On the issue of electability, the 45% of SC voters who voted in light of that issue judged Gingrich more electable versus Obama than Romney by 51% to 37%. It seems clear that their decision was based on the debates and Gingrich's willingness to, one, eloquently and passionately burn the race card while defending conservative values (Juan Williams), and two, to take on the press for their bias (John King).

Listening to Fox News tonight, the talking heads who oppose a Gingrich nomination are taking the position that debate performances will matter very little in the general election. In essence, just because Newt is such an effective communicator and defender of conservative values, it has little to do with electability. That is patently false.

Gingrich needs to address this for two reasons. One, this is his single greatest strength. As Eric Erickson notes in the passage quoted at the top of the page, conservatives more than anything else are hungering for a person who can do what Gingrich does. Two, Newt needs to push back against this meme that his communication skills matter only a little. To the contrary, they matter tremendously.

John McCain lost the 2008 election because he ceded the major issues to the Obama narrative. Outrageously, over half the nation still thinks that the subprime crisis was caused by Wall St. greed. Bush failed to reform Social Security because the left was able to demagogue the issue. The Bush presidency was crippled because of Bush's failure to directly challenge the left's despicable campaign to loose the Iraq war. The base understands this. The ability to communicate may well be the single most important skill for any conservative nominee for President today. As Erickson says, look back at Ford, Reagan, Bush, Dole, Bush, and McCain, the only ones who have won have been those that unapologetically and vocally embraced conservativism. Newt needs to emphasize precisely that.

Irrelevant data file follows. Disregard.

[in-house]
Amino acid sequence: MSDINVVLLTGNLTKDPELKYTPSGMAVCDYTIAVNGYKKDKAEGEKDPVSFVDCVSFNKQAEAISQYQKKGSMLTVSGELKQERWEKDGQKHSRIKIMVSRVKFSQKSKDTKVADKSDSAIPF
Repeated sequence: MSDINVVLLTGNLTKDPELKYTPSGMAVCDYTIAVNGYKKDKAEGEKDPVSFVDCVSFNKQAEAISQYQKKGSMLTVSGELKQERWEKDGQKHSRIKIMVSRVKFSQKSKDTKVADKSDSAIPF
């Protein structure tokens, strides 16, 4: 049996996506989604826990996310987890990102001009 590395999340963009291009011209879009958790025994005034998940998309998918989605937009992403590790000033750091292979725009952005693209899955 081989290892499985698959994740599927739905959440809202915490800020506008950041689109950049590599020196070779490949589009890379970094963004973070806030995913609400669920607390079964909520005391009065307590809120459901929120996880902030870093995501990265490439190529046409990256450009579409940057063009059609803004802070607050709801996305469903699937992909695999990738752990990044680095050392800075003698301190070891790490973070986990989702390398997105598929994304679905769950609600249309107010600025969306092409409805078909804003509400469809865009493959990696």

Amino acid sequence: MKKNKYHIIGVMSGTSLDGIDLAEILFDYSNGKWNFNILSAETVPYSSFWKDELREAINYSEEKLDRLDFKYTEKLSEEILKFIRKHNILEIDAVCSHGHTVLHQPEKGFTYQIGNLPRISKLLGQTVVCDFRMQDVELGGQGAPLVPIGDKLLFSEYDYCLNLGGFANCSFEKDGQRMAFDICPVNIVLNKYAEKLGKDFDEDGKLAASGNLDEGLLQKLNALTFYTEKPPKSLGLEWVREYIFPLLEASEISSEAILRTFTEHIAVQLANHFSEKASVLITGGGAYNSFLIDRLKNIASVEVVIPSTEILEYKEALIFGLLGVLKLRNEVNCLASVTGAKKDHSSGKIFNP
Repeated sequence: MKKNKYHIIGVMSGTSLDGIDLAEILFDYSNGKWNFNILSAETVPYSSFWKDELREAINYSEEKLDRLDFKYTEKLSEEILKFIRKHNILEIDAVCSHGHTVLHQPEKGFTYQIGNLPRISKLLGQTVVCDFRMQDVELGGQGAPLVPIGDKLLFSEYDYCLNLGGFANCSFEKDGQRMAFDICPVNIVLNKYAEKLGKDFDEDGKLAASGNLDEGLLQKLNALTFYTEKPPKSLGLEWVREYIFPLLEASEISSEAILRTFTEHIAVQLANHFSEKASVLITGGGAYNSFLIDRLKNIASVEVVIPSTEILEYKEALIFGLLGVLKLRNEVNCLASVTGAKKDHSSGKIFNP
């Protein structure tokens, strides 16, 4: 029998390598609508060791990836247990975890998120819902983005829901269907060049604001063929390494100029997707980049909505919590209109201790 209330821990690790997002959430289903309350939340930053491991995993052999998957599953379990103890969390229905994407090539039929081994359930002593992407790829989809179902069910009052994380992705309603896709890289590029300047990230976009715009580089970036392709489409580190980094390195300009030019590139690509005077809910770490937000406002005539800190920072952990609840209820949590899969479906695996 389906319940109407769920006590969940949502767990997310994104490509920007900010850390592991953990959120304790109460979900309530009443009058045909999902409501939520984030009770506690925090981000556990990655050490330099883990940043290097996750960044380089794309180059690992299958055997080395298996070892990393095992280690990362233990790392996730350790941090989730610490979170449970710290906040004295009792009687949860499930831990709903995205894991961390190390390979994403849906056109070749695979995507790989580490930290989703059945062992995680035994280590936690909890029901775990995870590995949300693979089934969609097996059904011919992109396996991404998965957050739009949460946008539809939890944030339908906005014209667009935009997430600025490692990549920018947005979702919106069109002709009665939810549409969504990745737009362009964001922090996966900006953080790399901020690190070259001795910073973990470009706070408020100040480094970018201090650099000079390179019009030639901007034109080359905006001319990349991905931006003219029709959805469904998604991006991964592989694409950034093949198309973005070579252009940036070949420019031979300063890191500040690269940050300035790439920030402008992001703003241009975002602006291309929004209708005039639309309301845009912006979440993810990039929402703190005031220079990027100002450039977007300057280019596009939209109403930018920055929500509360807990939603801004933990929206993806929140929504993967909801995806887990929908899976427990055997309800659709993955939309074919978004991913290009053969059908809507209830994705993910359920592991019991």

Independents

Self-identified independents broke for Gingrich 31% to 25%. It would seem that he doesn't have anywhere near the problem with independents that his critics would like us to believe. There is no real lesson here other than keep doing what he is doing.

Going Negative On Bain

The majority of voters in S.C., 64%, had a positive view of Romney's experience as a venture capitalist with Bain and, of those people, they broke almost evenly between between Gingrich and Romney. As to the 24% of Republicans that had a negative view of Romney's experience as a 'vulture capitalist,' 50% went for Gingrich, 3% went to Romney. Thus it would seem that Newt's going negative on Bain did make a real difference.

That said, I wonder how much of a backlash there may well be later in the campaign if Gingrich keeps up this attack on Bain and, by extension, capitalism. Gingrich has enough strengths, as mentioned above, that he really should lay off the Bain issue.

What Gingrich Can Expect Going Forward

Gingrich has been the subject of the most concerted internal effort to destroy a Republican candidate since Barry Goldwater in 1964. With this huge Gingrich win in SC, expect the floodgates to open, making the left's efforts to demonize and delegitimize Sarah Palin in 2008 look like a measured effort in intellectual honesty. This is going to get real ugly real quick. Let's hope that Newt can withstand the inferno in the kitchen.

There is still at least one area in which Newt has yet to be truly pressed and which he needs to be fully prepared to address - the fact that he lost his speakership to a coup after three years. He needs to be prepared to answer that in the upcoming weeks.

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Mitt Romney

Romney collapsed in South Carolina over two issues. One, his horrid answers when asked about releasing his tax returns. He became not merely defensive, but stuttering and rambling over the issue. Clearly he has some worries over this. But the old adage is true - bad news does not improve with age. He needs to release his tax documents immediately or this is an issue that is just going to haunt him.